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24

Mesozoic 251.9 - 66 mil. years

Flying reptiles, first dinosaurs; first mammals Dinosaurs diverse and abundant, earth flowering plants, placental mammals

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25

Big Bang

This provided the elements, along with material from former stars, to form the solar system. As material collected, high velocity impacts of matter, called planetesimals, caused Earth’s temperature to increase

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26

Hydrogen

the element that makes up everything

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27

Moon

keeps Earth steady and tilted on its axis. Makes seasons and stable climate

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28

Stress

force applied to an object, typically dealing with forces within the Earth

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29

Tensional

stresses that pull objects apart into a larger surface area or volume; stretching forces. Divergent plate boundary Resulting strain: Plastic - stretching and thinning Fault type: normal

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30

Compression

stresses that push objects together into a smaller surface area or volume; contracting forces. Convergent plate boundary Resulting strain: Elastic - shortening and thickening Fault type: reverse

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Shear

stress within an object that causes a side-to-side movement within an internal fabric or weakness. Transform fault boundary Resulting strain: Brittle - tearing Fault type: strike-slip

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32

Deformation

A strain that occurs in a substance in which the item changes shape due to a stress.

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33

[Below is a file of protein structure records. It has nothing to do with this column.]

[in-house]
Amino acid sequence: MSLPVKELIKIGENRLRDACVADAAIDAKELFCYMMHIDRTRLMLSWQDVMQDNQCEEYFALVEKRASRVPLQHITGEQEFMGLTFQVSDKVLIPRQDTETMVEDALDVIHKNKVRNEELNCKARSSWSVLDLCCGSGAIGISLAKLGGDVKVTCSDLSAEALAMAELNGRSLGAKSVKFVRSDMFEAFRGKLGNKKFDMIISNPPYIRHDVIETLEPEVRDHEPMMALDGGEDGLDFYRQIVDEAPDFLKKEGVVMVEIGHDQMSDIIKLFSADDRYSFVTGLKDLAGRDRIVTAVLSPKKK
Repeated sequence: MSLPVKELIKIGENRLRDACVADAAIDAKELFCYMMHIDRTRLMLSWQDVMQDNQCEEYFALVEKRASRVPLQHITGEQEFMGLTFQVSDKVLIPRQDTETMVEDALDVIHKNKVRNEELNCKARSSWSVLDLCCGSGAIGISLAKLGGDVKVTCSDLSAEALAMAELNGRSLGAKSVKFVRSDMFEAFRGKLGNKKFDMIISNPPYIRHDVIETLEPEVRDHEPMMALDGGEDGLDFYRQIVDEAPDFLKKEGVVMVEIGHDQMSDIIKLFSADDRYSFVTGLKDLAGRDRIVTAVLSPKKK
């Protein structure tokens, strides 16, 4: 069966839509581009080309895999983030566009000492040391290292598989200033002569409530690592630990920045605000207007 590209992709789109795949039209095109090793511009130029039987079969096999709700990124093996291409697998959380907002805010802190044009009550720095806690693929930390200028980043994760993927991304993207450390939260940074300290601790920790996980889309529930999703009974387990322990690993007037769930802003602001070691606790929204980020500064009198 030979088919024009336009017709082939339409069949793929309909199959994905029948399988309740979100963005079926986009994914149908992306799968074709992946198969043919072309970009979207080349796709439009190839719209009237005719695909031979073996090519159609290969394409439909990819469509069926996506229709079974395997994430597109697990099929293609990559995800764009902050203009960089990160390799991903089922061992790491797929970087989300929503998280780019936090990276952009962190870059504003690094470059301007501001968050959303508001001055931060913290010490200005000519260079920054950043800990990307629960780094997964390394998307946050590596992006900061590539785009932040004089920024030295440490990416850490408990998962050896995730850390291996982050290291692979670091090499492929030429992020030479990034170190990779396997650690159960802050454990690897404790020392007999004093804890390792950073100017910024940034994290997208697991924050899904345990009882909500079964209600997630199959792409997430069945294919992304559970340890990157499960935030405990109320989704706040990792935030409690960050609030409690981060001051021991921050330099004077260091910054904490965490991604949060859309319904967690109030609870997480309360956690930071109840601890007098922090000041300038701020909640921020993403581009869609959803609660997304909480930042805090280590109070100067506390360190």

Elastic deformation

is strain that is reversible after a stress is released.

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34

Ductile deformation

A bending, squishing, or stretching style of deformation where an object changes shape smoothly. Occurs when enough stress is applied to a material that the changes in its shape are permanent, and the material is no longer able to revert to its original shape.

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35

Folding

layers of rock that are curved or bend by ductile deformation

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36

Axial planes

dividing two - dimentional line between the two sides of a fold

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fold axis

the line along which the bending occurs and is where the axial plane intersects the folded strata

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38

symmetrical folds

have a verticle axial plane and limbs ahve equal but opposite dips

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39

asymmetrical folds

have dipping, non-vertical axial planes, where the limbs dip at different angles

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40

anticline

A-shaped folds that are convex-upward in shape the oldest rock strata in the center, younger on the outside

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41

Synclines

Trough-like, or U shaped, folds that are concave-upward in shape. They have beds that dip down and in toward the central fold axis. Older rock is on the outside of the fold and the youngest rock is inside of the fold axis.

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42

Normal faults

move by a vertical motion where the hanging-wall moves downward relative to the footwall along the dip of the fault. are created by tensional forces in the crust. occur at divergent plate boundaries, where the crust is being stretched by tensional stresses

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43

Reverse faults

compressional forces cause the hanging wall to move up relative to the footwall. Thrust faults carry older rocks on top of younger rocks and can even cause repetition of rock units in the stratigraphic record. Convergent plate boundaries with subduction zones

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44

Strike-slip faults